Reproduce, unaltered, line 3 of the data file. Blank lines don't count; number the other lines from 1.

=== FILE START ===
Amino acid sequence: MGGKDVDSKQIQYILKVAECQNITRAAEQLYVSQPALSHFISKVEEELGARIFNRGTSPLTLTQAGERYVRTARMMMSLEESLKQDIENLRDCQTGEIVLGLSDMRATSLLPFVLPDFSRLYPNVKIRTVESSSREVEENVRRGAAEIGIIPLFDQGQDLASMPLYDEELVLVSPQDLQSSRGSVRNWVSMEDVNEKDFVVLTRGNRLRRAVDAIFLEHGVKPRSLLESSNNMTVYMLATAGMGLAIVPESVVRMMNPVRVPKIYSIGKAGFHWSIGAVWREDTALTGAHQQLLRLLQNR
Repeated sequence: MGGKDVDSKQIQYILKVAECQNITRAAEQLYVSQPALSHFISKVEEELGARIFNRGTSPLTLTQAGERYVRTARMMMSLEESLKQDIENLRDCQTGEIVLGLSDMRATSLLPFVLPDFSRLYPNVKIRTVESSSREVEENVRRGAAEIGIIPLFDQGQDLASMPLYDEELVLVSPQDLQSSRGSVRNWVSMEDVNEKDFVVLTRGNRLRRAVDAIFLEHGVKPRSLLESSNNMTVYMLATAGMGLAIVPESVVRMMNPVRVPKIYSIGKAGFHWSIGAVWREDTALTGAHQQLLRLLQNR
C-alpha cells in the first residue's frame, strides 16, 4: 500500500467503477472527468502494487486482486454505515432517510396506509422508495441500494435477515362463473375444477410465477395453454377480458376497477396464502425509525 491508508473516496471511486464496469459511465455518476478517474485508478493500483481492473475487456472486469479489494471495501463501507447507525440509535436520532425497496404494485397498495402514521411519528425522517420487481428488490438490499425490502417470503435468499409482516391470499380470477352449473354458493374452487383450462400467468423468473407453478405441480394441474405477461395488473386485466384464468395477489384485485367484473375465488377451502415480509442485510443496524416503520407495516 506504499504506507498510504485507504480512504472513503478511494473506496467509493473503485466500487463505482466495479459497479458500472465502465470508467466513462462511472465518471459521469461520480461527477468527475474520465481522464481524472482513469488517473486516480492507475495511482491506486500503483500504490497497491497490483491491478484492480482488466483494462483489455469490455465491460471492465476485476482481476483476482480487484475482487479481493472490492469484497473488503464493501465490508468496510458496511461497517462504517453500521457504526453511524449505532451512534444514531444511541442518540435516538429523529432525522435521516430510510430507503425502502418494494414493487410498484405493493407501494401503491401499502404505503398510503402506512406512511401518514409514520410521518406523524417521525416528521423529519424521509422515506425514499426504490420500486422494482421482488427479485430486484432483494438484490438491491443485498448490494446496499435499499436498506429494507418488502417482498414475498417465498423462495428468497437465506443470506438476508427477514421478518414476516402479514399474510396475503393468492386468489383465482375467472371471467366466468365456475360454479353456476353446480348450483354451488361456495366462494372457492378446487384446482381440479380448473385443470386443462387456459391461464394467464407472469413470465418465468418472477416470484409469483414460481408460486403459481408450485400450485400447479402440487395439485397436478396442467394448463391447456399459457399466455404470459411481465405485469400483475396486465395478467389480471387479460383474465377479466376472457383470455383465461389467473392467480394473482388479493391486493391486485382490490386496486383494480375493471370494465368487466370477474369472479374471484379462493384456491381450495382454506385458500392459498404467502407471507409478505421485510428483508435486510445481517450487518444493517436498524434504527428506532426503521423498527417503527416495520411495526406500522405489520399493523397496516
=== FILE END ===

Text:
C-alpha cells in the first residue's frame, strides 16, 4: 500500500467503477472527468502494487486482486454505515432517510396506509422508495441500494435477515362463473375444477410465477395453454377480458376497477396464502425509525 491508508473516496471511486464496469459511465455518476478517474485508478493500483481492473475487456472486469479489494471495501463501507447507525440509535436520532425497496404494485397498495402514521411519528425522517420487481428488490438490499425490502417470503435468499409482516391470499380470477352449473354458493374452487383450462400467468423468473407453478405441480394441474405477461395488473386485466384464468395477489384485485367484473375465488377451502415480509442485510443496524416503520407495516 506504499504506507498510504485507504480512504472513503478511494473506496467509493473503485466500487463505482466495479459497479458500472465502465470508467466513462462511472465518471459521469461520480461527477468527475474520465481522464481524472482513469488517473486516480492507475495511482491506486500503483500504490497497491497490483491491478484492480482488466483494462483489455469490455465491460471492465476485476482481476483476482480487484475482487479481493472490492469484497473488503464493501465490508468496510458496511461497517462504517453500521457504526453511524449505532451512534444514531444511541442518540435516538429523529432525522435521516430510510430507503425502502418494494414493487410498484405493493407501494401503491401499502404505503398510503402506512406512511401518514409514520410521518406523524417521525416528521423529519424521509422515506425514499426504490420500486422494482421482488427479485430486484432483494438484490438491491443485498448490494446496499435499499436498506429494507418488502417482498414475498417465498423462495428468497437465506443470506438476508427477514421478518414476516402479514399474510396475503393468492386468489383465482375467472371471467366466468365456475360454479353456476353446480348450483354451488361456495366462494372457492378446487384446482381440479380448473385443470386443462387456459391461464394467464407472469413470465418465468418472477416470484409469483414460481408460486403459481408450485400450485400447479402440487395439485397436478396442467394448463391447456399459457399466455404470459411481465405485469400483475396486465395478467389480471387479460383474465377479466376472457383470455383465461389467473392467480394473482388479493391486493391486485382490490386496486383494480375493471370494465368487466370477474369472479374471484379462493384456491381450495382454506385458500392459498404467502407471507409478505421485510428483508435486510445481517450487518444493517436498524434504527428506532426503521423498527417503527416495520411495526406500522405489520399493523397496516